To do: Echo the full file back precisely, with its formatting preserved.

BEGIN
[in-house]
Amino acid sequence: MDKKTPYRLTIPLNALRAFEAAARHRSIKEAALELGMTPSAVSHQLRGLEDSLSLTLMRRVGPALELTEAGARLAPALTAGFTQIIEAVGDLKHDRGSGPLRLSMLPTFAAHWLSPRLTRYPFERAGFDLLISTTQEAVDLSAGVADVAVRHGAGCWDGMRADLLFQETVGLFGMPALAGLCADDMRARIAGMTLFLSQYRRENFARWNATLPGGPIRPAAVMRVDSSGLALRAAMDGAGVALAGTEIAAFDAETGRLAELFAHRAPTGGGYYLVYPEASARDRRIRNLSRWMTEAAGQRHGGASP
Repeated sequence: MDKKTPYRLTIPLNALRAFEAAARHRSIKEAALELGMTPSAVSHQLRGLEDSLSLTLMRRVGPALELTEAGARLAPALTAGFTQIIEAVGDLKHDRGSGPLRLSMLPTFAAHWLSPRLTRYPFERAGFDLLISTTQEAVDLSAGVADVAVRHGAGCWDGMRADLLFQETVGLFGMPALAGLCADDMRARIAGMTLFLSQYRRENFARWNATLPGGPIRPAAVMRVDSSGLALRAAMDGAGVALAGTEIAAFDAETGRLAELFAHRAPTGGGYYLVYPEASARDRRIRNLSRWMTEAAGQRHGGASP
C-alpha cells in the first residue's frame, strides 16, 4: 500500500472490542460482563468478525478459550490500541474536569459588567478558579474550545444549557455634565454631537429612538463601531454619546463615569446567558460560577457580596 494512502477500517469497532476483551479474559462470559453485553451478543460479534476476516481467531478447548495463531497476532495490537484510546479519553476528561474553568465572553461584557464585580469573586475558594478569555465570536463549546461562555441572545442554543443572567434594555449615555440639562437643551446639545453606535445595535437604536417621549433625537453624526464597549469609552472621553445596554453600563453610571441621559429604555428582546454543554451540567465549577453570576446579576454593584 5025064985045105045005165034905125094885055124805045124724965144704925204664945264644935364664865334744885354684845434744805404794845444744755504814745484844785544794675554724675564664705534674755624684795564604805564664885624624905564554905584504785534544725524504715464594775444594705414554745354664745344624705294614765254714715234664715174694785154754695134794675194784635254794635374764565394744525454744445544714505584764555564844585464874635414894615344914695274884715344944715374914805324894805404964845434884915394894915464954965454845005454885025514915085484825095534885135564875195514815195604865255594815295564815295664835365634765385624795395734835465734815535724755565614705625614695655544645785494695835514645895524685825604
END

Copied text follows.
[in-house]
Amino acid sequence: MDKKTPYRLTIPLNALRAFEAAARHRSIKEAALELGMTPSAVSHQLRGLEDSLSLTLMRRVGPALELTEAGARLAPALTAGFTQIIEAVGDLKHDRGSGPLRLSMLPTFAAHWLSPRLTRYPFERAGFDLLISTTQEAVDLSAGVADVAVRHGAGCWDGMRADLLFQETVGLFGMPALAGLCADDMRARIAGMTLFLSQYRRENFARWNATLPGGPIRPAAVMRVDSSGLALRAAMDGAGVALAGTEIAAFDAETGRLAELFAHRAPTGGGYYLVYPEASARDRRIRNLSRWMTEAAGQRHGGASP
Repeated sequence: MDKKTPYRLTIPLNALRAFEAAARHRSIKEAALELGMTPSAVSHQLRGLEDSLSLTLMRRVGPALELTEAGARLAPALTAGFTQIIEAVGDLKHDRGSGPLRLSMLPTFAAHWLSPRLTRYPFERAGFDLLISTTQEAVDLSAGVADVAVRHGAGCWDGMRADLLFQETVGLFGMPALAGLCADDMRARIAGMTLFLSQYRRENFARWNATLPGGPIRPAAVMRVDSSGLALRAAMDGAGVALAGTEIAAFDAETGRLAELFAHRAPTGGGYYLVYPEASARDRRIRNLSRWMTEAAGQRHGGASP
C-alpha cells in the first residue's frame, strides 16, 4: 500500500472490542460482563468478525478459550490500541474536569459588567478558579474550545444549557455634565454631537429612538463601531454619546463615569446567558460560577457580596 494512502477500517469497532476483551479474559462470559453485553451478543460479534476476516481467531478447548495463531497476532495490537484510546479519553476528561474553568465572553461584557464585580469573586475558594478569555465570536463549546461562555441572545442554543443572567434594555449615555440639562437643551446639545453606535445595535437604536417621549433625537453624526464597549469609552472621553445596554453600563453610571441621559429604555428582546454543554451540567465549577453570576446579576454593584 5025064985045105045005165034905125094885055124805045124724965144704925204664945264644935364664865334744885354684845434744805404794845444744755504814745484844785544794675554724675564664705534674755624684795564604805564664885624624905564554905584504785534544725524504715464594775444594705414554745354664745344624705294614765254714715234664715174694785154754695134794675194784635254794635374764565394744525454744445544714505584764555564844585464874635414894615344914695274884715344944715374914805324894805404964845434884915394894915464954965454845005454885025514915085484825095534885135564875195514815195604865255594815295564815295664835365634765385624795395734835465734815535724755565614705625614695655544645785494695835514645895524685825604